Sushi That Swims Against the Tide of Tradition

The words “sustainable sushi” don’t necessarily strike a chord at waltz time.

Virtuous shopping doesn’t always go with skillful cooking, let alone a hand trained in slicing amberjack, mixing soybeans and all the other elements of an exceptional nigiri. The difference became more pronounced as New York City attracted more omakase counters whose chefs imbibed the traditional techniques of the Edomae school during long apprenticeships in Japan.

Their menus have refined our notions of sushi. Their respect for custom, however, often extends to the choice of fish, regardless of how far it has been fished or how depleted its stocks since the Edo period.

Rosella, who has been serving what she calls sustainable sushi in the East Village since the fall, offers one remarkable dish after another while swimming against the current Edomae. It uses ingredients not in the traditionalist playbook, from fish sauce in coconut milk to seafood species. Like Nobu when she appeared, Rosella makes you smile with pleasure and then make you feel good. question what you thought you knew about sushi.

Take the Rosella mussel nigiri. Mussels are some of the easiest mollusks to grow and, because they are filtering, they cleanse the water as they grow larger. Still, they’re rarely seen at sushi-yas in New York City, let alone Tokyo. Guess I’ve always vaguely assumed they just didn’t have what it takes to appear alongside elite nigiri toppings like the gizzard. Next, I ate two steamed Prince Edward Island mussels that were topped with lemongrass, ginger and other flavored sake, then layered over rice. They were soft and buttery like poached oysters – more like oysters, at least, than most mussels you come across.

Carefully bred rainbow trout can have a finer, leaner flavor than farmed salmon. It’s not completely unheard of at local sushi counters but I’ve never tasted Steelhead’s coral pink flesh-based sushi that’s as spellbinding as Rosella’s. Smoked over apple wood chips and cut diagonally for tenderness, it’s seasoned with a sharp tip of chopped shallot pickles.

The smoked rainbow trout also appears in an upside-down roll; Dill cream cheese, cucumber, and Japanese omelet are tucked inside the rice, which is sprinkled with toasted sesame seeds. The roll, called Yoni’s Breakfast, is both a believable homage to the lox on a bagel and a welcome bit of humor in a restaurant that takes provenance seriously.

Yoni is Yoni Lang. He and a second owner, Jeff Miller, run the kitchen together. The two chefs met in Austin, Texas, while working at Uchiko, Tyson Cole’s sushi restaurant. Like them, Mr. Cole looks at the fishing figures when shopping for seafood and doesn’t just stick to the colors of the box of Japanese pencils. After leaving Texas, before going into business with Mr. Lang, Mr. Miller worked some of Rosella’s dishes and her sustainability program at Mayanoki, an omakase restaurant located a few blocks south.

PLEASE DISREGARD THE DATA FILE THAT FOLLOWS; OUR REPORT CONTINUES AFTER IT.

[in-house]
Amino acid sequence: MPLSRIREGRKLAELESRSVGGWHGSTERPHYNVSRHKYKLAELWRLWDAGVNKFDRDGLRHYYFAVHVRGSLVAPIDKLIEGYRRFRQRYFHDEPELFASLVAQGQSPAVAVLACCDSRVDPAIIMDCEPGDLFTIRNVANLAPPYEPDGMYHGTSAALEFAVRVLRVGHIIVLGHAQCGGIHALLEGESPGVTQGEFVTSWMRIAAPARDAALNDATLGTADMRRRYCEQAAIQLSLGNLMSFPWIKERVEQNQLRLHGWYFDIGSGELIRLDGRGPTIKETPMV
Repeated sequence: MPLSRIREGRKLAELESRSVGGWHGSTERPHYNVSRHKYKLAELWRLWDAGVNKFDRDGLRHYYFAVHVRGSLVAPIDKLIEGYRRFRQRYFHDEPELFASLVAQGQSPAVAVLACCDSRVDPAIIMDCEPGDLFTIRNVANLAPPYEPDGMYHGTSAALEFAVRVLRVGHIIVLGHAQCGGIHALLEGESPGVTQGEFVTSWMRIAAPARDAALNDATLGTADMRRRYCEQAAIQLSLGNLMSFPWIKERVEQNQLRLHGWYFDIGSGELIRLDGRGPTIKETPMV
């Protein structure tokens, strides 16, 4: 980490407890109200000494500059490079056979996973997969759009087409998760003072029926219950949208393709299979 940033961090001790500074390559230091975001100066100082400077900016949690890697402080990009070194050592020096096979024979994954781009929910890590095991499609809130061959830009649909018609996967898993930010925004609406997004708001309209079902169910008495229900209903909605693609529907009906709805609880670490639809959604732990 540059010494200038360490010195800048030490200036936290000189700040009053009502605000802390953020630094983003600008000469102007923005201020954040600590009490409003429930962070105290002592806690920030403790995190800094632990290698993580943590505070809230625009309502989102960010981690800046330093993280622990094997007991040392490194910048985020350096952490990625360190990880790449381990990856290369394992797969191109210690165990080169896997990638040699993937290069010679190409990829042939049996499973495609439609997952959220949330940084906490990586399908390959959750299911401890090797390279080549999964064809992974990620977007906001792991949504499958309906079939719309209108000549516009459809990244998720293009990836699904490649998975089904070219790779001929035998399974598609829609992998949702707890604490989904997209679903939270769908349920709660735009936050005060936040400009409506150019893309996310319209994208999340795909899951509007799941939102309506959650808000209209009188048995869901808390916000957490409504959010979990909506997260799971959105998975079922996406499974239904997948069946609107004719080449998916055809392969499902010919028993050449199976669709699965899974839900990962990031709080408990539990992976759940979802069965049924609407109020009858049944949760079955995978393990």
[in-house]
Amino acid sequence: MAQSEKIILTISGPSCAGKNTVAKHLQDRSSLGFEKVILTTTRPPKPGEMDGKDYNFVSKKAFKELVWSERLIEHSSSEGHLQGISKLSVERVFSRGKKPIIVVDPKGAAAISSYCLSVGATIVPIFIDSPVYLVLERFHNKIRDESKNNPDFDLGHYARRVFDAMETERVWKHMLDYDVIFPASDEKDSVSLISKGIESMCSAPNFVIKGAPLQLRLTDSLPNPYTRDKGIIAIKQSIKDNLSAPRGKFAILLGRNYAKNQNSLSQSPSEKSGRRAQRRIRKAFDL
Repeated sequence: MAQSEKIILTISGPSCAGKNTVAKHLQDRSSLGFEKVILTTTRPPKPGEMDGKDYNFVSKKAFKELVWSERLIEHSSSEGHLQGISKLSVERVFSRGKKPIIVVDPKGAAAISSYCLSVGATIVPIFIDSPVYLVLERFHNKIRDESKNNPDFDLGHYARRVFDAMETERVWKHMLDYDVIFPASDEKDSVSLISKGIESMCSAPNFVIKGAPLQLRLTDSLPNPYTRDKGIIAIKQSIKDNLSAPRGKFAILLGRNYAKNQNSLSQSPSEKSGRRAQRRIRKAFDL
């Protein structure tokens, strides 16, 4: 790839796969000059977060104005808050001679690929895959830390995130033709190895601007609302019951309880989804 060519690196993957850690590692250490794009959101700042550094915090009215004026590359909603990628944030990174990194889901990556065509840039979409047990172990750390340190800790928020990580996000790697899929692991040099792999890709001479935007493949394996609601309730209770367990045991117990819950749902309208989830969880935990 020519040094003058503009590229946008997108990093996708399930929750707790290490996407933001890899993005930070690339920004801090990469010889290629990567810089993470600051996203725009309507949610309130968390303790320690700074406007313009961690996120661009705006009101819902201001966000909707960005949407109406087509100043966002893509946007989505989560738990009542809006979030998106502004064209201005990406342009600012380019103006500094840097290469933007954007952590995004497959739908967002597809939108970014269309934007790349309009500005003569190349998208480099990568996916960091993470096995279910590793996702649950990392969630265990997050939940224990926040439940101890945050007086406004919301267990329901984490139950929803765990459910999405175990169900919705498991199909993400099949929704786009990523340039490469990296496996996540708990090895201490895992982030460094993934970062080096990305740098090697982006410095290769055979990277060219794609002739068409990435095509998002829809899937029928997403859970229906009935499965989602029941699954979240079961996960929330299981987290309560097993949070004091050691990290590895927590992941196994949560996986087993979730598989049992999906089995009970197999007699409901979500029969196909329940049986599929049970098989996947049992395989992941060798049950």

There’s also an omakase option at Rosella, a $ 150 tasting you pay for in advance. It’s probably best suited for eating indoors at the counter, made of planks sawn from the trunk of a London plane that pushed through Red Hook, Brooklyn, until Hurricane Sandy blew it up. So far, all of my meals have been eaten under the roof of a solidly framed cabin on the sidewalk, between Lucy’s bar and the dark hull of Doc Holliday, who rests his scuffed cowboy boots until the saloons are again allowed to act as saloons.

Even with its subdued bars, Avenue A is alive at night with the usual nightcrawlers. A succession of 15 small plates might not be out of place on the sidewalk, but Rosella’s long a la carte menu lends itself to casual dining at your own pace.

A bowl of cold fish is almost mandatory. The ceviche is strange until you realize that it is a seafood salad with South Asian trends, and very interesting, a blend of green herbs, fried shallots, segments of citrus fruits and raw fish caught a few kilometers away. Most ceviche recipes call for mixing seafood with lime juice and chili peppers. Rosella makes a tangy pomegranate vinaigrette, with lime juice, Vietnamese fish sauce and homemade garum, the old condiment fermented from fish intestines.